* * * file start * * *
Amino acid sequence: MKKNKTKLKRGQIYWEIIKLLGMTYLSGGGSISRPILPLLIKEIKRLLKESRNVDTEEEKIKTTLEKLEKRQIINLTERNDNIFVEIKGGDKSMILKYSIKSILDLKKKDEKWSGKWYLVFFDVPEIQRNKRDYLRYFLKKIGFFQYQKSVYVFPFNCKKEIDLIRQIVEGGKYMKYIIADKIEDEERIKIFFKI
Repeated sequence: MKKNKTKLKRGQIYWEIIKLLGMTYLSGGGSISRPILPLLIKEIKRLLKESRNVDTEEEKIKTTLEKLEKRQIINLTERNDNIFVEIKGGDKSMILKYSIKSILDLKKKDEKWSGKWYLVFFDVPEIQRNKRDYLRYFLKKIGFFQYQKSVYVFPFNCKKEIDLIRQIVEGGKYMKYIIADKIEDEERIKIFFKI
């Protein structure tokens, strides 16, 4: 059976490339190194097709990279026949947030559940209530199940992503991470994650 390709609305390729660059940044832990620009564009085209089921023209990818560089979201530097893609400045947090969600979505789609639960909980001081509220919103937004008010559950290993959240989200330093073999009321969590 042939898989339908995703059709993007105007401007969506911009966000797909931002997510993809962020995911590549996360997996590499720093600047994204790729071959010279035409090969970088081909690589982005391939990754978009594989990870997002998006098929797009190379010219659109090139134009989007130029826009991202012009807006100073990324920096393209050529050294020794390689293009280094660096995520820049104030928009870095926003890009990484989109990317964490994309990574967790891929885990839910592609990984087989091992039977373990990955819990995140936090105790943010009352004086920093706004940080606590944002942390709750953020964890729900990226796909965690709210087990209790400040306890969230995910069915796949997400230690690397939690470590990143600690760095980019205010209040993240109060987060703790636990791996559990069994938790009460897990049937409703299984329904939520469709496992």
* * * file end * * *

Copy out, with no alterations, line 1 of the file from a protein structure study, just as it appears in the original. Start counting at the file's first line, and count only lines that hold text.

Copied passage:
Amino acid sequence: MKKNKTKLKRGQIYWEIIKLLGMTYLSGGGSISRPILPLLIKEIKRLLKESRNVDTEEEKIKTTLEKLEKRQIINLTERNDNIFVEIKGGDKSMILKYSIKSILDLKKKDEKWSGKWYLVFFDVPEIQRNKRDYLRYFLKKIGFFQYQKSVYVFPFNCKKEIDLIRQIVEGGKYMKYIIADKIEDEERIKIFFKI